In a letter to ABC News, Steven Salky of Zuckerman Spaeder in Washington, D.C., said he has "reason to believe" that his client might be named in this Friday's "20/20" report about the alleged prostitution ring.
But Salky did not identify who his client is.THE BLOTTER RECOMMENDS
ABC News has made contact with an extensive list of men traced to phone records of Palfrey's escort service business.
In his letter to ABC News, Salky claimed broadcasting his client's name would violate a court order preventing "Ms. Palfrey from engaging in acts or actions against Government witnesses."
The court order, issued March 22 by Federal District Judge Gladys Kessler, ordered Palfrey to stop her lawsuit against a number of former employees of her escort service. She alleged they had breached their employment agreement by having sex with customers. Palfrey says her service only provided "legal, fantasy sex" and not any actual sexual intercourse.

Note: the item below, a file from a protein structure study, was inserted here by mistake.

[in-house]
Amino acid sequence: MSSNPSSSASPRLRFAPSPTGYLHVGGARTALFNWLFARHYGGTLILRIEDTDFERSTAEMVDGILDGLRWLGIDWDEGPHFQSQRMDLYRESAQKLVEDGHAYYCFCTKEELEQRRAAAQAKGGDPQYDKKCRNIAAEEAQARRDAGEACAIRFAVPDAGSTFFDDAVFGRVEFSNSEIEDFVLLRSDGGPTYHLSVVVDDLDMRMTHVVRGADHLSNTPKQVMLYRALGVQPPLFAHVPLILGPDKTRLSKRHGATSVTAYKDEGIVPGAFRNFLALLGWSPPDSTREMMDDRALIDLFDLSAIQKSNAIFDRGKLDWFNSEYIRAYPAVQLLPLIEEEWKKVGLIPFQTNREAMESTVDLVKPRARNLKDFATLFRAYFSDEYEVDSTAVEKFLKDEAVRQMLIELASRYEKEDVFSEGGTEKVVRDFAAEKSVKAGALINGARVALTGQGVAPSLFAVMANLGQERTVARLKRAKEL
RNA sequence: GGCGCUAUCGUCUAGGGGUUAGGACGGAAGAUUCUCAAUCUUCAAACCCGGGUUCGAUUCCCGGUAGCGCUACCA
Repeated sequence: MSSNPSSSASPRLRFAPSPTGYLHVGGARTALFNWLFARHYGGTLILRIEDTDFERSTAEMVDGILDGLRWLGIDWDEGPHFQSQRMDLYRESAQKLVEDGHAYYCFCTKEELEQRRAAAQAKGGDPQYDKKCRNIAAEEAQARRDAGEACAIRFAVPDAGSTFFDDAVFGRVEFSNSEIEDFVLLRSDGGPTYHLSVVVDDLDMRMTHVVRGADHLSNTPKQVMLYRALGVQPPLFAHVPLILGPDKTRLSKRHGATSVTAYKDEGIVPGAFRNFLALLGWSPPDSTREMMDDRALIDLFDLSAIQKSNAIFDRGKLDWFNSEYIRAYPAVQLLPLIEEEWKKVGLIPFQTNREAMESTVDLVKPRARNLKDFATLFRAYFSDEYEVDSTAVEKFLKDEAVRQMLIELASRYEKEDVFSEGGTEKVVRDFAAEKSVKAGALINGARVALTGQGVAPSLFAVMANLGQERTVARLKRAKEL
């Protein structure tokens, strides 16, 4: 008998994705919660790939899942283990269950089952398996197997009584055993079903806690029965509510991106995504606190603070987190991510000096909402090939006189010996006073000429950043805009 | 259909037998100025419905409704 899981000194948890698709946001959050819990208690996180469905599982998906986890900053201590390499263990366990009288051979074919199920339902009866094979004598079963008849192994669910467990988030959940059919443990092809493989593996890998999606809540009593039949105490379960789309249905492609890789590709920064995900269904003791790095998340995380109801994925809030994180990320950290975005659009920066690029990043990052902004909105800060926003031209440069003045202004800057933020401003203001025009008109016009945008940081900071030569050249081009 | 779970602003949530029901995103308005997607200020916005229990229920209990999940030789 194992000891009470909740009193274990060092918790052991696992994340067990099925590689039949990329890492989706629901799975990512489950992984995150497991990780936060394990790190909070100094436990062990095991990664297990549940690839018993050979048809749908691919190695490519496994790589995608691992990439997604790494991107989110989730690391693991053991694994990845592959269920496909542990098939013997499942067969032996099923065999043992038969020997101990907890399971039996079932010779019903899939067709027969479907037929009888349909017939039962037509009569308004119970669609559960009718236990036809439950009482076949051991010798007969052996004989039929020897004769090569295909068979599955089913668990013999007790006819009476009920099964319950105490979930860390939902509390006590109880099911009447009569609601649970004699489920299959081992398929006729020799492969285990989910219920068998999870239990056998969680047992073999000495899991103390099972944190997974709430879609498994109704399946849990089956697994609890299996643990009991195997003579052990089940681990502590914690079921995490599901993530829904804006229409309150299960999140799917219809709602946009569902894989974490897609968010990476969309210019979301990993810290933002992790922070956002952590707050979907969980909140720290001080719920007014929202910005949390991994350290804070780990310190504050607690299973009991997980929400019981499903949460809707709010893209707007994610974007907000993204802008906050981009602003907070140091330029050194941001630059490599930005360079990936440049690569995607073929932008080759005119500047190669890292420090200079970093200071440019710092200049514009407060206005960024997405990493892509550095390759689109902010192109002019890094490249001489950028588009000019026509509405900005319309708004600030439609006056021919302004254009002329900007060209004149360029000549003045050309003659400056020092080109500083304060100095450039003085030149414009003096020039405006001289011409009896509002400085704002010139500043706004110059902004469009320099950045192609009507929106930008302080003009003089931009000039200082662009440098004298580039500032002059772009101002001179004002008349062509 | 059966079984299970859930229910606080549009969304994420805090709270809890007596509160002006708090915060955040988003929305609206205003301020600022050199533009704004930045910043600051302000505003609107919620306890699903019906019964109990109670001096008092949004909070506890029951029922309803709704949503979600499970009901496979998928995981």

Judge Kessler said Palfrey's lawsuit was "harassment" of a government witness and ordered her not to engage in any "similar acts."
Prior to the court order, Palfrey provided four years' worth of phone records to ABC News. She said she wanted to "stand up to the government" and "show the hypocrisy of the situation that's going on."
ABC News did not pay for the records or agree to provide research to Palfrey or her legal team.
One customer, Randall Tobias, resigned last week as deputy secretary of state after confirming to ABC News he had placed calls to the escort service to have "some gals come over to the condo for a massage." Tobias denied there was any sex involved.
He resigned prior to any public mention of his name.